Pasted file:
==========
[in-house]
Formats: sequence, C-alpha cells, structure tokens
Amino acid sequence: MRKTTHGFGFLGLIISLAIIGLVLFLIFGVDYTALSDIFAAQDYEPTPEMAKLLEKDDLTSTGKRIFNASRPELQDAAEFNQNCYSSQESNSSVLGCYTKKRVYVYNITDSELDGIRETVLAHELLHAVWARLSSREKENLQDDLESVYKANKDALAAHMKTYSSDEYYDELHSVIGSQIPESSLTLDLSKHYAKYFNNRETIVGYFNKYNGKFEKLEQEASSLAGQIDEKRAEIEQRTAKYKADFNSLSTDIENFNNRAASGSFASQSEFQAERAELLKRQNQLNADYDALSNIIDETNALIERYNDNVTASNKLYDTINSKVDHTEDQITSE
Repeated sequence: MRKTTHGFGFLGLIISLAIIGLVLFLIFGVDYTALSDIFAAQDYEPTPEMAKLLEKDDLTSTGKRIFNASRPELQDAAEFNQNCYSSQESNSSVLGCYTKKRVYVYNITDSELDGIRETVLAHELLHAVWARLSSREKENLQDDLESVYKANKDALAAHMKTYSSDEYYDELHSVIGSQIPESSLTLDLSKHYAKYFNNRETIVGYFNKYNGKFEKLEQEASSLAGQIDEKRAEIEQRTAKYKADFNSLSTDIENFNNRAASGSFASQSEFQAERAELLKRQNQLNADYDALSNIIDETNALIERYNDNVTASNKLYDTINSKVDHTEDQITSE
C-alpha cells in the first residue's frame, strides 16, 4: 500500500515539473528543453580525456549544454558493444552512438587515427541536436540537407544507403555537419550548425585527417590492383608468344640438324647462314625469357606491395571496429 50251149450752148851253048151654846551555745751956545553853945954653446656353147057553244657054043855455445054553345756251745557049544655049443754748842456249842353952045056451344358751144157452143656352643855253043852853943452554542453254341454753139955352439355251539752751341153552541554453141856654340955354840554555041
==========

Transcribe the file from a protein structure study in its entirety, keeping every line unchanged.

[in-house]
Formats: sequence, C-alpha cells, structure tokens
Amino acid sequence: MRKTTHGFGFLGLIISLAIIGLVLFLIFGVDYTALSDIFAAQDYEPTPEMAKLLEKDDLTSTGKRIFNASRPELQDAAEFNQNCYSSQESNSSVLGCYTKKRVYVYNITDSELDGIRETVLAHELLHAVWARLSSREKENLQDDLESVYKANKDALAAHMKTYSSDEYYDELHSVIGSQIPESSLTLDLSKHYAKYFNNRETIVGYFNKYNGKFEKLEQEASSLAGQIDEKRAEIEQRTAKYKADFNSLSTDIENFNNRAASGSFASQSEFQAERAELLKRQNQLNADYDALSNIIDETNALIERYNDNVTASNKLYDTINSKVDHTEDQITSE
Repeated sequence: MRKTTHGFGFLGLIISLAIIGLVLFLIFGVDYTALSDIFAAQDYEPTPEMAKLLEKDDLTSTGKRIFNASRPELQDAAEFNQNCYSSQESNSSVLGCYTKKRVYVYNITDSELDGIRETVLAHELLHAVWARLSSREKENLQDDLESVYKANKDALAAHMKTYSSDEYYDELHSVIGSQIPESSLTLDLSKHYAKYFNNRETIVGYFNKYNGKFEKLEQEASSLAGQIDEKRAEIEQRTAKYKADFNSLSTDIENFNNRAASGSFASQSEFQAERAELLKRQNQLNADYDALSNIIDETNALIERYNDNVTASNKLYDTINSKVDHTEDQITSE
C-alpha cells in the first residue's frame, strides 16, 4: 500500500515539473528543453580525456549544454558493444552512438587515427541536436540537407544507403555537419550548425585527417590492383608468344640438324647462314625469357606491395571496429 50251149450752148851253048151654846551555745751956545553853945954653446656353147057553244657054043855455445054553345756251745557049544655049443754748842456249842353952045056451344358751144157452143656352643855253043852853943452554542453254341454753139955352439355251539752751341153552541554453141856654340955354840554555041